Now, the UAE is not only ignoring Israel’s de facto annexation of occupied West Bank land while feigning opposition to its formalization, but it is seeking business with corporations that finance those crimes.

Weapons trade

Several Israeli and Emirati businesses signed agreements in recent weeks.

Israel’s intelligence minister Eli Cohen said trade deals between the two countries are expected to reach $4 billion annually, and would include arms transactions.

The normalization deal dubbed the Abraham Accord was announced last month, making the United Arab Emirates the first Gulf state to establish full diplomatic relations with Israel.

A signing ceremony is expected to take place at the White House this month and be followed by an official Emirati delegation taking a trip to Israel, Reuters reported, citing an unnamed source.

The UAE laid out the red carpet for the first official Israeli delegation to Abu Dhabi last month.

A number of Israeli business jets have arrived in Abu Dhabi since the official visit.

Israel’s national airline El Al flew over Saudi Arabia – with which it has no formal diplomatic relations – on the way to Abu Dhabi, and Prime Minister Benjamin Netanyahu even made a phone call to the flight while it was in Saudi airspace.

This apparently won’t be the last time the Israeli airline flies Saudi Arabia’s friendly skies.

Bahrain and Saudi Arabia both agreed to allow Israeli flights to travel in their airspace on the way to the United Arab Emirates, significantly reducing travel hours.

US President Donald Trump welcomed the move.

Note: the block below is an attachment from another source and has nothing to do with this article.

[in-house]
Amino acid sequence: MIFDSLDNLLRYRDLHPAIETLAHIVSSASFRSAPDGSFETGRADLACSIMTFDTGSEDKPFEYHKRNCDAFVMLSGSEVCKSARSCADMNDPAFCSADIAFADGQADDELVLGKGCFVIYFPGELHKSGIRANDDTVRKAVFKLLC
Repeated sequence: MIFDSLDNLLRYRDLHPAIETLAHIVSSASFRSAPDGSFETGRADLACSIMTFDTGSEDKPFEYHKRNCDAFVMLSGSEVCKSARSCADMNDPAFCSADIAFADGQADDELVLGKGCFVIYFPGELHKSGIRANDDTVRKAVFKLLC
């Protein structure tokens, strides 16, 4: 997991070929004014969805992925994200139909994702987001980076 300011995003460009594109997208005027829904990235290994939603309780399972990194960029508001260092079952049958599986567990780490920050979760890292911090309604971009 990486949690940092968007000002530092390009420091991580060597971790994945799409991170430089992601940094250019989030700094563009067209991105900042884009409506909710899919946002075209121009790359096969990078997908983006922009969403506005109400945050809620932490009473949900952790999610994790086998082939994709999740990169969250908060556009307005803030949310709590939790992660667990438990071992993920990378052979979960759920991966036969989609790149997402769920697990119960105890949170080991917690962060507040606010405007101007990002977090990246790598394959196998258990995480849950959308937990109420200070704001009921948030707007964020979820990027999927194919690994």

Despite its efforts to curry favor with Israel, the United Arab Emirates has still ended up with egg on its face.

A New York Times report citing unnamed sources revealed last week that Netanyahu had given the green light for the United States to sell F-35 warplanes to the UAE while the normalization agreement was being brokered.

The F-35 is made by US arms giant Lockheed Martin, one of the biggest beneficiaries of US military aid to Israel and a primary focus of the Palestinian-led boycott, divestment and sanctions (BDS) movement.

After the announcement of the deal, Netanyahu and members of his cabinet categorically denied that Israel would give such a green light.

Netanyahu denied the Times report, saying that at no point did he give such consent.

Palestinian Authority Prime Minister Muhammad Shtayyeh had called the visit “a clear and a blatant violation of the Arab position toward the Arab-Israeli conflict.”

But the PA is backing off its criticism in advance of an Arab League meeting in Cairo on Wednesday.

Reuters reported that the Palestinian envoy’s draft resolution “does not include a call to condemn, or act against, the Emirates over the US-brokered deal.”

In contradiction of Shtayyeh’s statement, the draft deems that the Abraham Accord does not “diminish Arab consensus over the Palestinian cause.”


Tamara Nassar

Tamara Nassar is an assistant editor at The Electronic Intifada.